20. […] is posting on culture shock in pictures this week, including clothing and my personal favorite, grocery stores. Again, the issue of food came up. I thought back to Lao markets on the side of a dirt road, Hong […]

  21. John Donaghy August 6, 2014 at 1:23 am - Reply

    One of the most interesting examples of culture shock happened to me when I took four coffee farmers to learn about a coffee export project in another part of Honduras. We went the first afternoon to a small cafĂ©, run by a Honduran woman. The guys – coffee farmers – were astonished by the antique cappuccino machine she had and the whole atmosphere of a cafĂ©. They tried mocha and cappuccinos. The mochas kept a few of them awake half the night.

    The last day we had a working morning meeting in the cafĂ© with three Hondurans in the project as well as me and the US head of the project. It was fascinating to see how they felt out of their environment – even though the cafĂ© was simple, run by a Honduran, and with a limited menu.

    It made me think of the places I visit to eat and drink a coffee here in Santa Rosa – how they are really not part of the rural culture.

  22. Jackie August 6, 2014 at 1:54 am - Reply

    When we lived in Hungary I would buy eggs and other food from our open air market. I loved those markets! But when I first used the eggs, I was shocked that the yolks were actually more of an orange color and the whites weren’t clear but had a slight tinge to them. I later learned that this color difference is because the eggs I bought in Hungary were farm fresh eggs from free range chickens. That’s the color a yolk is supposed to be! Not the pale, canary/butter yellow of our eggs from caged chickens.

    The other thing is the way meat is presented. Meat in the US in the meat section is presented as much to look as table ready as possible for raw meat. Nice cuts of beef ready for the barbeque, etc. Nope, not so much in Hungary. Meat is presented to look as much like a dead animal as possible so that your know your meat is a fresh as possible.

  23. Kim August 6, 2014 at 1:57 am - Reply

    I shopped in Japan at grocery stores where the aisles were only as wide as the basket, AND the carts you could use could only hold one basket on top and one basket on the bottom (hence the width of the aisles!) and if you saw someone in the aisle then you had to wait until they turned down another aisle… True, these were the corner markets with things piled precariously to the ceiling, and still to this day I giggle when I see our Real Canadian Superstore aisles and carts… what a contrast! Always thankful for my car trunk now, after hauling bags of groceries, a toddler and kindergartener, and an umbrella stroller on and off trains and buses!!!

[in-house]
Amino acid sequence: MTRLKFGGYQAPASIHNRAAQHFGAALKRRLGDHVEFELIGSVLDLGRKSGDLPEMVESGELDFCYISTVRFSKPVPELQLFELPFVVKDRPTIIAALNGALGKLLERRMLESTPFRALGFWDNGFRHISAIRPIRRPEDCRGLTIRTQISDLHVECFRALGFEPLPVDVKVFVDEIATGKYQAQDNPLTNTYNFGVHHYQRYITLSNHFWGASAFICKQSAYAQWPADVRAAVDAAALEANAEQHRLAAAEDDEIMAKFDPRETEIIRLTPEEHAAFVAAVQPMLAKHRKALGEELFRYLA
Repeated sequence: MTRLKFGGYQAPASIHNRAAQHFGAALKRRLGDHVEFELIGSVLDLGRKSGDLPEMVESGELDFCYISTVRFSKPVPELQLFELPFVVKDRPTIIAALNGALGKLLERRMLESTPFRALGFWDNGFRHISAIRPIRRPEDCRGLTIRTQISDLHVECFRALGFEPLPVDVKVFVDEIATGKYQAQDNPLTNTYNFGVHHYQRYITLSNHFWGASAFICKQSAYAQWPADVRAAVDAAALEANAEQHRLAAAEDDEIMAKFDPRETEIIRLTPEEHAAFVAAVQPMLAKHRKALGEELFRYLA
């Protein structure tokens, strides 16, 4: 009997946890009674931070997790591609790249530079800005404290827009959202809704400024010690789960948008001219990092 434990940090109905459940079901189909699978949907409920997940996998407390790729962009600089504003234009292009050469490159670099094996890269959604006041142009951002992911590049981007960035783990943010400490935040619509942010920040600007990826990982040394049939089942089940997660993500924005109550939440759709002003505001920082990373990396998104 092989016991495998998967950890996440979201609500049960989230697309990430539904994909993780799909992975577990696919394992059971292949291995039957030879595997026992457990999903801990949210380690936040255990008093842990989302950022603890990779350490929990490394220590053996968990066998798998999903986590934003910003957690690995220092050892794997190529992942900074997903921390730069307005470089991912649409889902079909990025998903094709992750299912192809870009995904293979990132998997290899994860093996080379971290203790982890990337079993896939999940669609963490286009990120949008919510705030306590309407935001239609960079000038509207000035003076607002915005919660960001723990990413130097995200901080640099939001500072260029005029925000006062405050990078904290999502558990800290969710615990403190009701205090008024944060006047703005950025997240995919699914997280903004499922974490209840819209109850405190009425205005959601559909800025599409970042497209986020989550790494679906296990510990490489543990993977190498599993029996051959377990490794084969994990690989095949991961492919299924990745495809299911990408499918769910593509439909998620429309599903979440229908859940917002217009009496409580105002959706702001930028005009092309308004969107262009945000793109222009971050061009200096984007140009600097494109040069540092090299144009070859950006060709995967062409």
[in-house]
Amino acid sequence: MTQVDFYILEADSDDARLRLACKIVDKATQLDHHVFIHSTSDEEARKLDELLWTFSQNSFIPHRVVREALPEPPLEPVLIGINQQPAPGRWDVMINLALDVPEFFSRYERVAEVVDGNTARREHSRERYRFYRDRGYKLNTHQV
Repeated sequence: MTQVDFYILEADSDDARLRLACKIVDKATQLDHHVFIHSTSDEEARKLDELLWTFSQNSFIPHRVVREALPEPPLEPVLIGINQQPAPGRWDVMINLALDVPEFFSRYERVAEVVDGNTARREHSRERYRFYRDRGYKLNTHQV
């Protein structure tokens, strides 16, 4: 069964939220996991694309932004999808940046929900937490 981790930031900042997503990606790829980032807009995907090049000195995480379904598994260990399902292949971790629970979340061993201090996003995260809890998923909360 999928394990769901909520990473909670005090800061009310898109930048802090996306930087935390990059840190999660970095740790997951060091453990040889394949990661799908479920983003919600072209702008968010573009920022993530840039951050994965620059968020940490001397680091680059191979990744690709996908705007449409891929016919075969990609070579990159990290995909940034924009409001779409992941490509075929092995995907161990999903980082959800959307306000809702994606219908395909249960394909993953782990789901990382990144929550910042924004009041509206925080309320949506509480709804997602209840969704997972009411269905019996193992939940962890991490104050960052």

24. […] And again, in our week of culture shock through pictures…scenery […]

  25. Isaak August 6, 2014 at 9:08 am - Reply

    That was a pretty well stocked cereal aisle. You should talk about how much that small box of cereal costs. I can walk out of the “grocery” store here with a small box and spend $160, but in the United States I would get a cart full of food and provisions. Not to mention that I could get everything I wanted from one store and not spend and entire morning trying to find all the ingredients needed for dinner that night.

  26. Amanda August 6, 2014 at 2:55 pm - Reply

    My husband and I have lived in Peru for the past 5 years- and every time we go to the states its culture shock all over again! Especially because they add a new flavor of everything and new products. you should see our cart! People think we are funny because we are running around like kids going “LOOK AT THAT!” “THIS LOOKS AMAZING!” and because it doesn’t happen as fast with anyone who lives there, they don’t notice.

  27. Tammy August 6, 2014 at 3:40 pm - Reply

    When we went to Nairobi from our town in Tanzania I sent my – at the time 14yo daughter – to pick out some deodorant to take with her to school. She came back and said, “Mom, how do I know which one to pick? There is a whole isle of just deodorant!” I think culture shock hits harder when its from one African country to another. Without the long plane ride its hard to prepare ourselves for just how different one country can be to another within Africa! (I know not all of Kenya is like Nairobi though.)

  28. Andrea August 6, 2014 at 8:43 pm - Reply

    I came home after I had been overseas during 9/11. Every car on the road was flying an American flag and “God bless America” was EVERYWHERE. I remember my first visit to a super Walmart. I was overwhelmed to the point of tears and totally disgusted. I didn’t like my home country very much for a while.

    One funny thing, in Russia we never knew what public restrooms would offer, so we got in the habit of stashing precious napkins in our bags when we got them, just in case. I had been in the States for a while when I realized I had huge handfuls of napkins taking up all the room in my purse because napkins here were plentiful and totally unnecessary for bathroom use.

  29. Wendy August 9, 2014 at 7:00 am - Reply

    I piggybacked off your post with my own, contrasting Japan and Australia (our two “home” countries) here: http://mmuser.blogspot.jp/2014/08/culture-shockgrocery-shopping.html

  30. […] by popular demand, I’ll continue off and on to post photos reflecting culture shock. Today’s topic is bathrooms. Oh yes, let’s look at photos of bathrooms. (caution, this […]

  31. […] I also shop in a western-style grocery store in Djibouti but not all the time. I’m just sayin’ American shopping culture can be a bit overwhelming and over-stimulating for this market-shopping […]

  32. Lisa Overman May 15, 2018 at 9:04 pm - Reply

    While not related to food necessarily, I experienced crazy culture shock after two years in Kinshasa, DRC and returning home to Florida. The orange traffic cones on the road that slowly merged the traffic from two lanes to one was overwhelming. In Kinshasa they used rocks on the road to abruptly end one lane and force you into the next lane. No warning or anything.